Prices: Down for truckload, up for diesel
If you’re thinking of getting your own authority for truckload hauling, think again. Or have some excellent contracts locked up before you jump.
A June 8 conference call, hosted by Dahlman Rose & Co. with executives from five carriers (Cowan Systems, Fenway Partners, First Express and Roehl Transport), had little good news.
“There was universal agreement that we are experiencing one of the worst pricing marketing in truckload history,” says Dahlman’s summary of the conference. The pressure is expected to stay indefinitely. Shippers are pressing for “more favorable fuel surcharge applications, lower assessorial charges, and more favorable payment terms.” One large shipper tried to get Roehl to accept payment terms of 120 days instead of 30 days, said Roehl’s Andy Vanzant.
He also estimated 10,000 to 20,000 carriers on the verge of bankruptcy, and that $3 diesel could seal their fate.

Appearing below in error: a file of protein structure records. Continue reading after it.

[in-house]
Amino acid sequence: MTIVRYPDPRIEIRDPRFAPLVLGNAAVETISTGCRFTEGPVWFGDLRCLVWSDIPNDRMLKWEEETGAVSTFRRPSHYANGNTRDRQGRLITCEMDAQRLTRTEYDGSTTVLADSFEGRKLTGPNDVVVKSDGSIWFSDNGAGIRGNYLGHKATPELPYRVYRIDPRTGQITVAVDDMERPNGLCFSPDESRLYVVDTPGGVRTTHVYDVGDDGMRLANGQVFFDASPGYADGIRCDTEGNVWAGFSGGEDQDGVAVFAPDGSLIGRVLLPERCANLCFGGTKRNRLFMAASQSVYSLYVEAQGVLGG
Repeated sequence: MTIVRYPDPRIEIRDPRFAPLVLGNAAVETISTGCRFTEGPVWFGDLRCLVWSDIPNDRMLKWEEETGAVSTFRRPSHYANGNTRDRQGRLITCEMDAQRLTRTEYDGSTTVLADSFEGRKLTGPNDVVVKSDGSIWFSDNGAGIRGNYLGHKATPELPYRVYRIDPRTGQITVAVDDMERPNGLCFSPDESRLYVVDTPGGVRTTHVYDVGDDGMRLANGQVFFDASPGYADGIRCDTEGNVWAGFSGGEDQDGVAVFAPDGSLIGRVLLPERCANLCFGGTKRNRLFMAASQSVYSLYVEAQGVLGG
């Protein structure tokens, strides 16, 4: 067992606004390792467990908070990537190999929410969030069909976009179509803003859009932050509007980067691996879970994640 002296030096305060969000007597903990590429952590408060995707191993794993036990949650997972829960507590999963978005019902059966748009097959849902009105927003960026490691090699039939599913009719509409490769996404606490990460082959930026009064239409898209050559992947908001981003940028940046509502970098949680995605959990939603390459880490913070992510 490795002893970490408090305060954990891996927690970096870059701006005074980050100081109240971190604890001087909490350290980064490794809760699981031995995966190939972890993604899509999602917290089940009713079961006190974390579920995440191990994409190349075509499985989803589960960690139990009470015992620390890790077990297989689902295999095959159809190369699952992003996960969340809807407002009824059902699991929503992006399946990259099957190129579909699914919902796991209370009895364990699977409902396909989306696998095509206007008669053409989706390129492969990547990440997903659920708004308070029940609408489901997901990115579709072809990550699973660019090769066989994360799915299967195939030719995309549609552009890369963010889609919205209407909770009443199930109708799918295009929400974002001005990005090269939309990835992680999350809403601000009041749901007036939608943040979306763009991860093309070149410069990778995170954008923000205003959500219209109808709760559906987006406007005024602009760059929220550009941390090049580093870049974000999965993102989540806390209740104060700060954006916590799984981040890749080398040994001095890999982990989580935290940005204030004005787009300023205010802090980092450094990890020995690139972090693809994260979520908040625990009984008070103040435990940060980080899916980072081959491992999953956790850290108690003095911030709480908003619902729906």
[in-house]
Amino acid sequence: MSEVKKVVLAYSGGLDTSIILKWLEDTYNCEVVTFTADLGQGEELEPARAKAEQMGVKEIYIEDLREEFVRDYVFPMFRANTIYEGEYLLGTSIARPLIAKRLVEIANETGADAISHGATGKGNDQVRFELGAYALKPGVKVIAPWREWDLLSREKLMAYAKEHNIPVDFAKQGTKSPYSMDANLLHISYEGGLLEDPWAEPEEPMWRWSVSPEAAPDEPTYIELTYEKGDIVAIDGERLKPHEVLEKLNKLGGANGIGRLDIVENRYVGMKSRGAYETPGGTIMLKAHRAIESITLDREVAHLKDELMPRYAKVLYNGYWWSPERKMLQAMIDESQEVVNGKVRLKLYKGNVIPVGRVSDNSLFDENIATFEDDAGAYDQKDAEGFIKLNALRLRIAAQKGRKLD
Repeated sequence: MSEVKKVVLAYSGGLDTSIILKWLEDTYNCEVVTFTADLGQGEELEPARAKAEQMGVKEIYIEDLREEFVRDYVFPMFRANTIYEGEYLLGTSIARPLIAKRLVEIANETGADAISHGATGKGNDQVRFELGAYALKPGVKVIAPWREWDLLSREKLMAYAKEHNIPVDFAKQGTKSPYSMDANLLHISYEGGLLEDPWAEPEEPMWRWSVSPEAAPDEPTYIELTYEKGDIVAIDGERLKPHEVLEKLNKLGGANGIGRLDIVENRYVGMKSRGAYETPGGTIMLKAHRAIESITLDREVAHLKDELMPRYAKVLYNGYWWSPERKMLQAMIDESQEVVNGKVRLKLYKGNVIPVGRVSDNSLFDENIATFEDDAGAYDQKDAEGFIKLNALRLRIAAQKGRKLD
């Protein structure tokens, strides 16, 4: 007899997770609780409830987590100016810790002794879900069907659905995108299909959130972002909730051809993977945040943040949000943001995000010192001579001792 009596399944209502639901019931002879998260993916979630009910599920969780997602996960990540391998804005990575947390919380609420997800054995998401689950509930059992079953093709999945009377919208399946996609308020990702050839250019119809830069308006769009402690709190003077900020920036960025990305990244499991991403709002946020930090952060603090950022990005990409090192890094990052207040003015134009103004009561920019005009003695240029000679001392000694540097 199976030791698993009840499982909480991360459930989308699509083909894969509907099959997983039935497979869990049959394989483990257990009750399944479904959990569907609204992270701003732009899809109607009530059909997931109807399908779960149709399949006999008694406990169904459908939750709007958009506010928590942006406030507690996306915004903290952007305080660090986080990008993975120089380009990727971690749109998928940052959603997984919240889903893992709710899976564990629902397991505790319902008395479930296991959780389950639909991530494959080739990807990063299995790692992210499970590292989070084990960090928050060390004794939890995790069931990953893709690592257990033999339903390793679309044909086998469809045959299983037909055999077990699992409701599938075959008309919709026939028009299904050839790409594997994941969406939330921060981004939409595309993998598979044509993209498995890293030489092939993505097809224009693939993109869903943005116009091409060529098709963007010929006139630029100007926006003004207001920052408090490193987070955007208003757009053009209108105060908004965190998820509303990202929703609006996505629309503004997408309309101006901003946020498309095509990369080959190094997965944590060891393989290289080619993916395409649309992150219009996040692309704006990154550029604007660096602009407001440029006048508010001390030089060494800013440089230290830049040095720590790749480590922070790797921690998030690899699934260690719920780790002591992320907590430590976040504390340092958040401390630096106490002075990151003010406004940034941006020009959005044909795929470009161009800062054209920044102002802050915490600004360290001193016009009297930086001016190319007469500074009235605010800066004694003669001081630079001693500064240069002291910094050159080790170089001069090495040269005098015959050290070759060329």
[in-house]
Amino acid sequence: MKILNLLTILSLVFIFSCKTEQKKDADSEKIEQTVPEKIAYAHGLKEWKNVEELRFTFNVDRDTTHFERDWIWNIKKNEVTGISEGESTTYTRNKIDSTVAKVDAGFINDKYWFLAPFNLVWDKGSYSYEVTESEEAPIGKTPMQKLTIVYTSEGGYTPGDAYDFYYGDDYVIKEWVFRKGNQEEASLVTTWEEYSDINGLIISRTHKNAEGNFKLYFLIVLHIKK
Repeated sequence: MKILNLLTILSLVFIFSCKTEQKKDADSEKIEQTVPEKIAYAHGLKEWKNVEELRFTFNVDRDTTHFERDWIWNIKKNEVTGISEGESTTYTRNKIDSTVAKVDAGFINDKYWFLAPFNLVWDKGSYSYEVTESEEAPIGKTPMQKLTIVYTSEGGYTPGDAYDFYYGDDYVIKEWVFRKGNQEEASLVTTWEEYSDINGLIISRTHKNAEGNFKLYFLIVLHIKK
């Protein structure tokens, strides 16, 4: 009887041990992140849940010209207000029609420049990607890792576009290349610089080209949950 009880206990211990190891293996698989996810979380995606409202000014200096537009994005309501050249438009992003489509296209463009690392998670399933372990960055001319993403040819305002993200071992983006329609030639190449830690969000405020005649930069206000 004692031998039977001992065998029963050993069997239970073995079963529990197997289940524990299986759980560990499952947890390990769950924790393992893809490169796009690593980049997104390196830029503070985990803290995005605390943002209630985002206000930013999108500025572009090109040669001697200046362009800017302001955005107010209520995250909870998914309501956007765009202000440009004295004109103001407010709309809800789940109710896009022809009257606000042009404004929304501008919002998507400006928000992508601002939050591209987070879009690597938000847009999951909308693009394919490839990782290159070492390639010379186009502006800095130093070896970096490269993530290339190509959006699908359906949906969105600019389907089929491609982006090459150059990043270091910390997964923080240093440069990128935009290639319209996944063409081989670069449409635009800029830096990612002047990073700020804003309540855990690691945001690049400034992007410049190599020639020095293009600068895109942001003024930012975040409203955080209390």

There were reports of carriers moving their trade cycles from 36 months to 42 or 48 months. Also, shippers are increasingly using third-party brokers or carriers for their cheap capacity, according to the summary
DIESEL PRICES have been rising like the afternoon high temps here in the Heart of Dixie, where I’m based, and so are the diesel price forecasts from the U.S. Energy Information Administration’s monthly Outlook.
From today’s EIA report: “Diesel fuel retail prices, which averaged $3.80 per gallon in 2008, are projected to average $2.40 per gallon in 2009, up 14 cents from the previous Outlook. Diesel fuel retail prices are projected to average $2.67 per gallon in 2010, up 19 cents per gallon from the previous Outlook.”
Most recently, average prices jumped almost 15 cents, to $2.50. The past four weeks logged an advanced of 23.5 cents.
— Max Heine